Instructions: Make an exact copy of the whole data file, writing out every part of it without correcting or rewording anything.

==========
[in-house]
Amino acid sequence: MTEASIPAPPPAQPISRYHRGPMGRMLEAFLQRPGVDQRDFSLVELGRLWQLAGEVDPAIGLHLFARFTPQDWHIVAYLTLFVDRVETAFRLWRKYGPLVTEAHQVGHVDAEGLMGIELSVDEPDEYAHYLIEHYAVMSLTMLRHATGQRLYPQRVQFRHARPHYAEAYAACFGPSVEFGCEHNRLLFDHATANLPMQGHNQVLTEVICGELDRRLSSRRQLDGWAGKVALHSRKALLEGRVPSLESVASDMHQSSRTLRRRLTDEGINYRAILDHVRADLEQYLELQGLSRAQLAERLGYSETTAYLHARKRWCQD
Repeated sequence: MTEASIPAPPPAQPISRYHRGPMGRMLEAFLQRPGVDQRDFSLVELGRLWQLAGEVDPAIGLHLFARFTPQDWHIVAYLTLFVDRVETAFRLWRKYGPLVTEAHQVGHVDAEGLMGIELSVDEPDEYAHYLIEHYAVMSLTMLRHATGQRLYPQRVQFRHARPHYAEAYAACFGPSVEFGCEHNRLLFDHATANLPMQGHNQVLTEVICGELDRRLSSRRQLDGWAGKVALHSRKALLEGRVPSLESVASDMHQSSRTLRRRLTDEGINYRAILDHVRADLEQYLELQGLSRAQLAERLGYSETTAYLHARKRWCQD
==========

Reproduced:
[in-house]
Amino acid sequence: MTEASIPAPPPAQPISRYHRGPMGRMLEAFLQRPGVDQRDFSLVELGRLWQLAGEVDPAIGLHLFARFTPQDWHIVAYLTLFVDRVETAFRLWRKYGPLVTEAHQVGHVDAEGLMGIELSVDEPDEYAHYLIEHYAVMSLTMLRHATGQRLYPQRVQFRHARPHYAEAYAACFGPSVEFGCEHNRLLFDHATANLPMQGHNQVLTEVICGELDRRLSSRRQLDGWAGKVALHSRKALLEGRVPSLESVASDMHQSSRTLRRRLTDEGINYRAILDHVRADLEQYLELQGLSRAQLAERLGYSETTAYLHARKRWCQD
Repeated sequence: MTEASIPAPPPAQPISRYHRGPMGRMLEAFLQRPGVDQRDFSLVELGRLWQLAGEVDPAIGLHLFARFTPQDWHIVAYLTLFVDRVETAFRLWRKYGPLVTEAHQVGHVDAEGLMGIELSVDEPDEYAHYLIEHYAVMSLTMLRHATGQRLYPQRVQFRHARPHYAEAYAACFGPSVEFGCEHNRLLFDHATANLPMQGHNQVLTEVICGELDRRLSSRRQLDGWAGKVALHSRKALLEGRVPSLESVASDMHQSSRTLRRRLTDEGINYRAILDHVRADLEQYLELQGLSRAQLAERLGYSETTAYLHARKRWCQD